Ben: Yeah, I’m the one shop in Tempe that’s exclusively vintage. Even accessories here. I mean, you go to Buffalo Exchange and you’re standing in the checkout line and you’re surrounded by these cheap sunglasses and trinkets. That stuff makes a lot of money and it’s something I could easily do. I’m just not into it.

Meat Market TshirtJust add-on stuff. Vintage stores in the valley, you know… I don’t know what the longest one is,  but none of them have like, a super great track record. Actually, Blue Jean Buyer in Scottsdale, I think he’s been there for 17 years or something. His focus is more on denim and he obviously has something established. You put a lot of heart and soul and energy into a shop and it ends up not being sustainable over time.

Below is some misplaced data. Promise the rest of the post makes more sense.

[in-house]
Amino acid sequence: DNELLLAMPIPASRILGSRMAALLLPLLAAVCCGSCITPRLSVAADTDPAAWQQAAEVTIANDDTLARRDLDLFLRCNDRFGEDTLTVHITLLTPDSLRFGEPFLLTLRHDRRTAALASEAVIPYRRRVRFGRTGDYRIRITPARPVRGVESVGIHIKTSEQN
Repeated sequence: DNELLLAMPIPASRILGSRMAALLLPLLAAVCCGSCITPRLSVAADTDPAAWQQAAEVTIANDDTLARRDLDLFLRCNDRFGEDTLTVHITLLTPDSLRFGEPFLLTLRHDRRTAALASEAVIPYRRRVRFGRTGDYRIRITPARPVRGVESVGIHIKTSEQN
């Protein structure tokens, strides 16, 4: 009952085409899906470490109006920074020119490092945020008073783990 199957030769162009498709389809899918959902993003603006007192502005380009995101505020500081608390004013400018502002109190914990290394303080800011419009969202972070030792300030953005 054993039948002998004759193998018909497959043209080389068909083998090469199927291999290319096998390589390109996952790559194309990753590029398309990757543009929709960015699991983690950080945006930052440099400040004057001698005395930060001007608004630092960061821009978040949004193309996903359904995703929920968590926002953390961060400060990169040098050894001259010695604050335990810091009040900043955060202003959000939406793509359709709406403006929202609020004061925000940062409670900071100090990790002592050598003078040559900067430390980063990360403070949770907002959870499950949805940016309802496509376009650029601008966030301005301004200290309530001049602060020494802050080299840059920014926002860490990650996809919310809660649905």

“… you’re surrounded by these cheap sunglasses and trinkets. That stuff makes a lot of money and it’s something I could easily do, I’m just not into it.”

cool clothesStchd: Where did you get the name ‘The Meat Market’?

My friend Danny and I were driving down the freeway and saw a carniceria meat market thing. I kind of liked the name because it was provocative. Just the idea of  you know, when you go into a bar and everyone’s dressed up – they call it a ‘meat market’. That kind of concept, double meaning. Putting yourself on display. It also just has a nice ring to it.

Stchd: Where do you see the store going in 2-3 years?

Ben: Well, I have another year on my lease here. And I did just make another kind of commitment: a custom neon sign that will fit exactly in this window.

Stchd: What does the sign say?
Ben: It says, “Cool Clothes”.
Stchd: Certainly gets the point across.